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A Pill For Every Woman: The OTC Birth Control Revolution In The U.S.

The opinions expressed in this article are the writer’s own and do not reflect the views of Her Campus.
This article is written by a student writer from the Her Campus at U Conn chapter.

In an era where lifestyle and healthcare trends often intersect, a barrier-breaking contraceptive medication has been introduced, creating a reliable option for women without access to contraceptives. The release of the Opill, the first over-the-counter oral contraceptive pill in the United States, is not only a medical victory but an important milestone for women everywhere. This development is life-changing for young girls who aren’t given the appropriate contraceptive healthcare and women who aren’t able to access safe contraceptive options. The Opill is just the beginning of the OTC birth control revolution in the U.S. and is a groundbreaking resource for women everywhere.

According to Forbes Health, the U.S. Food and Drug Administration (FDA) approved the Opill (norgestrel) in early July 2023. Opill is the first oral birth control offered OTC in the U.S. without a prescription. The company claims the pill is “more effective at preventing pregnancy than any other OTC method available.” Perrigo, Opill’s manufacturer, claims it will provide the medication at drug stores, convenience stores, and grocery stores in the family planning aisle. It will also be available in online stores. Not only will it be widely available, but it will be available without a prescription to anyone of reproductive age. This will benefit young girls without parental access to prescription medication and women in states with restrictive reproductive rights.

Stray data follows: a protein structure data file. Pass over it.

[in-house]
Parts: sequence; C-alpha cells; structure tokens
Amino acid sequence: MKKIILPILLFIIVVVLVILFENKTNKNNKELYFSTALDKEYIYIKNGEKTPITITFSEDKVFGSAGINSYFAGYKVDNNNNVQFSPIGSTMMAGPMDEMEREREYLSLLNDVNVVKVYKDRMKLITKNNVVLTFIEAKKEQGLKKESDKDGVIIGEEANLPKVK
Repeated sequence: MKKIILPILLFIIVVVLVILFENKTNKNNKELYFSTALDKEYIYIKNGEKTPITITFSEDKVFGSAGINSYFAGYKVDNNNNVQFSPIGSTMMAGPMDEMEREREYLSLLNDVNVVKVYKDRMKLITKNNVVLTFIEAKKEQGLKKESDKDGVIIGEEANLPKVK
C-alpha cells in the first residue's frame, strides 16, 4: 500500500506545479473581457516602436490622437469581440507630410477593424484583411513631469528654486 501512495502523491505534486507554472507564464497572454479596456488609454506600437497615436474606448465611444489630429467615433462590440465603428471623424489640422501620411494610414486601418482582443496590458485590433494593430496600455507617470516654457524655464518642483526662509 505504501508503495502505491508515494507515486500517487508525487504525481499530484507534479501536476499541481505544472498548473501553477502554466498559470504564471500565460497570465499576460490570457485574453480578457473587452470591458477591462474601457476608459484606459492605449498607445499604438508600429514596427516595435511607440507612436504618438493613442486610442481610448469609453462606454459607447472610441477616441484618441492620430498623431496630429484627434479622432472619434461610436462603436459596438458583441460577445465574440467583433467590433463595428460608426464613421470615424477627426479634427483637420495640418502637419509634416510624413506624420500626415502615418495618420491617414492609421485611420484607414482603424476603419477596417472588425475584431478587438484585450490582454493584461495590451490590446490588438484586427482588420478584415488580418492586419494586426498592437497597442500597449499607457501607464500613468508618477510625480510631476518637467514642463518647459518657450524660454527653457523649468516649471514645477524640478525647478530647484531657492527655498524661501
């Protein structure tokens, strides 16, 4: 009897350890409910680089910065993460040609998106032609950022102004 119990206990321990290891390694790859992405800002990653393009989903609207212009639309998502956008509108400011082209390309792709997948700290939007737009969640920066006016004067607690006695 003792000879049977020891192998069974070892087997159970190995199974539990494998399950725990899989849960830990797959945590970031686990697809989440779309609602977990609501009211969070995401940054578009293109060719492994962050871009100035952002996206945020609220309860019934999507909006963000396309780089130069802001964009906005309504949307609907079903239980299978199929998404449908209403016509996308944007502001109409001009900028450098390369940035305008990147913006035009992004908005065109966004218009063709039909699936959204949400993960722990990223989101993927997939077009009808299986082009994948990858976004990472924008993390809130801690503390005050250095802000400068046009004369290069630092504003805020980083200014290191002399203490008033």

Along with any other vitamin, medication, or supplement, it is essential to understand the effects of Opill on your body before deciding whether it is a suitable option for you. The Opill varies from other oral birth control pills as it is a progestin-only contraceptive, meaning it does not contain estrogen. The oral contraceptive contains 0.075 milligrams of norgestrel (a hormone-containing progestin) and begins working 48 hours after consumption. The Opill website states that the pill thickens the cervical mucus to block sperm from getting to an egg. The pill is claimed to be 98% effective when used on a proper schedule, and the manufacturer firmly states that women cannot take the medication alongside any other oral contraceptives. Similar to other contraceptive options, Opill does not protect against sexually transmitted diseases, and a condom is still necessary to prevent any form of STDs.

This progestin-only pill claims to have many advantages, including a possible improvement of menstrual symptoms and a benefit for breastfeeding mothers as it does not impact milk production. On the contrary, taking a progestin-only pill has potential adverse side effects, including irregular periods, tender breasts, headaches, nausea or vomiting, acne, weight gain, and increased hair growth. 

The Opill is a milestone in the fight for appropriate birth control access and is heavily supported by the American College of Obstetricians and Gynecologists, according to Forbes Health. The organization has noted that the availability of the pill will aid in breaking barriers that lead to many unintended pregnancies due to a lack of access to contraceptives. The medication will also break barriers for those unable to see a doctor for regularly used contraceptive prescriptions for financial, social, and legal reasons.

Overall, the oral OTC contraceptive option is coming at the right time when accessible contraceptive options are in high demand. The Opill is hopefully just the beginning of a more significant OTC contraceptive revolution in the United States and a revolution that will not end until every woman has access to safe and reliable contraceptive options.

Charlotte F. Healy is a sophomore at the University of Connecticut and a double major in Human Rights and Journalism. Charlotte enjoys writing about current events, wellness, feminism, and sexual health. Charlotte is a member of Empowering Woman In Law, Uconn CHAARG, Students Helping Achieve Positive Esteem, and Revolution Against Rape. She also interned as a writer for the Dedham Times and as a press intern for the Brookline Police Department. Charlotte enjoys many hobbies in her free time such as poetry, hiking, yoga, coffee shops, and thrift shopping.